The employment market today looks completely different than it did a decade ago. That’s great news for job seekers and the economy at large, but it poses a unique set of challenges for business owners looking to make great hires.
Consider the following:
- Unemployment is at a historic low.
- Job creation is growing twice as fast as the labor pool.
- Baby boomers, who currently comprise 25% of the US workforce, are retiring en masse.
Together, these circumstances mean the employment pool is shrinking and competition for talent is fierce. But although companies are already feeling the pinch, many hiring managers continue operating under the assumption that the job market still operates in their favor.
That’s according to Scott Brinkman and Sandy Zannino, two of the featured speakers in our recent webinar, Employee Experience Best Practices. Scott serves as Vice President of Product at Hireology, a leading hiring and talent management platform. Sandy is the founder and CEO of Innovative Auto HR, a firm that specializes in strategic human resources and consulting services tailored to the auto industry.
“It’s a little difficult for employers to change their old mindset,” said Sandy. “For example, I recently spoke with a seasoned service director whose belief was that people just don’t want to work. We need to understand that that is just not true.”
Scott agreed, adding that many employers have something of a “selective memory:”
“They remember the ‘good times’ when everybody wanted to work for them. It was easy. You had you pick. And as recently as 2009, that was the case. But in a short amount of time, the equation’s flipped.”
Employers Need to Offer More than Just “a Job”
Approximately 84 million people are currently seeking a new position. What too many employers don’t realize, said Scott and Sandy, is that most of those people are already gainfully employed. They’re not just looking for a job, but the best possible job.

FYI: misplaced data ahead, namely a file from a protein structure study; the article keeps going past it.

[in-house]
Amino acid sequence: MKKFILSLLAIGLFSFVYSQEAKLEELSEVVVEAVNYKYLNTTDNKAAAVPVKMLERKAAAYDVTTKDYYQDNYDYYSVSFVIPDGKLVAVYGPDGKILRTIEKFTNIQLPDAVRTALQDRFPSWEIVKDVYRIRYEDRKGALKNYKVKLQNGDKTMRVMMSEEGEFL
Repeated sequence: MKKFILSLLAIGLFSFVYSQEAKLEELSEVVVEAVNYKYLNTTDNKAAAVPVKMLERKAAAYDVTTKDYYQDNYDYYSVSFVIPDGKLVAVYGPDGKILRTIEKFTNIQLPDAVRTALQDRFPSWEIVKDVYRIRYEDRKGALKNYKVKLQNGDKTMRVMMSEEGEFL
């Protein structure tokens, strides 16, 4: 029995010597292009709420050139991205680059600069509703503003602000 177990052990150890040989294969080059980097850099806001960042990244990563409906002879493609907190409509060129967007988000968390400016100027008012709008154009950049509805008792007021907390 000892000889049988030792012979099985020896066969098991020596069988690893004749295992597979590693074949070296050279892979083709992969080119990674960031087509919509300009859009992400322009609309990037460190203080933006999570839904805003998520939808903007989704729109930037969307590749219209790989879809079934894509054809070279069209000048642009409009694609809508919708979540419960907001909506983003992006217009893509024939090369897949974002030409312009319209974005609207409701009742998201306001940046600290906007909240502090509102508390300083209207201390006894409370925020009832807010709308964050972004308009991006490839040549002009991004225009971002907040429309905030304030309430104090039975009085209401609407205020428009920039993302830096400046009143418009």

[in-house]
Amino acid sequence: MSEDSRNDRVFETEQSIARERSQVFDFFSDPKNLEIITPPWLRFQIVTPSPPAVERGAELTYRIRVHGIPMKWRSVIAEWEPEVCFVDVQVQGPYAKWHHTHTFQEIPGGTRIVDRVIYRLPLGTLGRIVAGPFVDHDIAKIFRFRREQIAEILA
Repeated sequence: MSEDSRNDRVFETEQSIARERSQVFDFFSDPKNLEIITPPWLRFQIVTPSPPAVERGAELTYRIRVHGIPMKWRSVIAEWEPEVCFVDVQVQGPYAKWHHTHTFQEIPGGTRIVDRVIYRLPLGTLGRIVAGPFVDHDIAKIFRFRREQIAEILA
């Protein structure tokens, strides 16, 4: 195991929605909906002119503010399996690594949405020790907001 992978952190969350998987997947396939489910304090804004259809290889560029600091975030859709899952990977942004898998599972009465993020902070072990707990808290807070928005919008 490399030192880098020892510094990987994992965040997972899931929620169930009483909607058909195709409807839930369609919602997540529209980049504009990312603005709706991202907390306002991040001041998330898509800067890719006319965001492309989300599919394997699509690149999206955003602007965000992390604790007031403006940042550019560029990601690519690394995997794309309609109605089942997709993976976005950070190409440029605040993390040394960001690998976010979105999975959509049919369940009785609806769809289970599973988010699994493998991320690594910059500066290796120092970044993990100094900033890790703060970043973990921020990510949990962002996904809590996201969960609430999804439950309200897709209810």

And these factors appear even starker in the automotive industry. Data gathered by Hireology reveals that only 5% of the workforce would ever consider a role in automotive, and only 1% of that population would ever consider working in a dealership.
“What that tells me is we have a marketing problem,” said Scott. “We have all these seekers on one side looking for jobs, and nobody would consider working for you, or you have really poor applicant flow. What we’re not telling them is why they should come work for us. Again, we’re in a completely different situation [than a decade ago]. We have to sell the applicant on how they can build a great career with us in our businesses.”
Scott told the audience that almost two-thirds (64%) of applicants visit a dealership’s website to learn about a role before they apply. And these candidates aren’t just scrolling through the homepage and “About Us” section.
“About 99% of them consume all the content on the site,” said Scott. “They’re researching all of the different web pages you have. They’re seeing how you outline your benefits, culture, and community impact. People want to learn more about what it’s going to be like if they do accept a job with you. If you don’t have details beyond the role at the company— the benefits and career path—or you’re only relying on third parties such as job boards, you’re really missing an incredible opportunity to have a conversation with applicants.”
Fortunately, it’s not too difficult to improve the ways you attract and speak to applicants. The key is to focus on “telling your story,” said Scott:
“Every business has an incredible story. And your story is the first opportunity you have to attract a better kind of talent.”
The Talent Ecosystem: How to Harness a “Virtuous Cycle”
Scott sees an effective approach to hiring as a “virtuous cycle:”
“If you get proactive and focus on building your employment brand—the ‘why,’ as in ‘Why should I work for you?’—what inevitably happens is you get more and better applicants,” said Scott. “Then hires come to work for you, and maybe they start in a very minor role—maybe they’re a car washer or that front desk person—but eventually they turn into leaders and managers, who are the people who drive and create your culture. And those are the people who then contribute to your employment brand. They become a part of it through their success stories.”
Let’s break that down:
- A strong employment brand attracts more and better applicants.
- More and better applicants means more and better hires.
- Better hires become great employees.
- Great employees eventually grow into phenomenal leaders and managers.
- Phenomenal leaders create a positive organizational culture, which in turn enhances the organization’s brand among applicants.
The only way to achieve this kind of systematic hiring cycle is through a systematic approach to hiring and onboarding.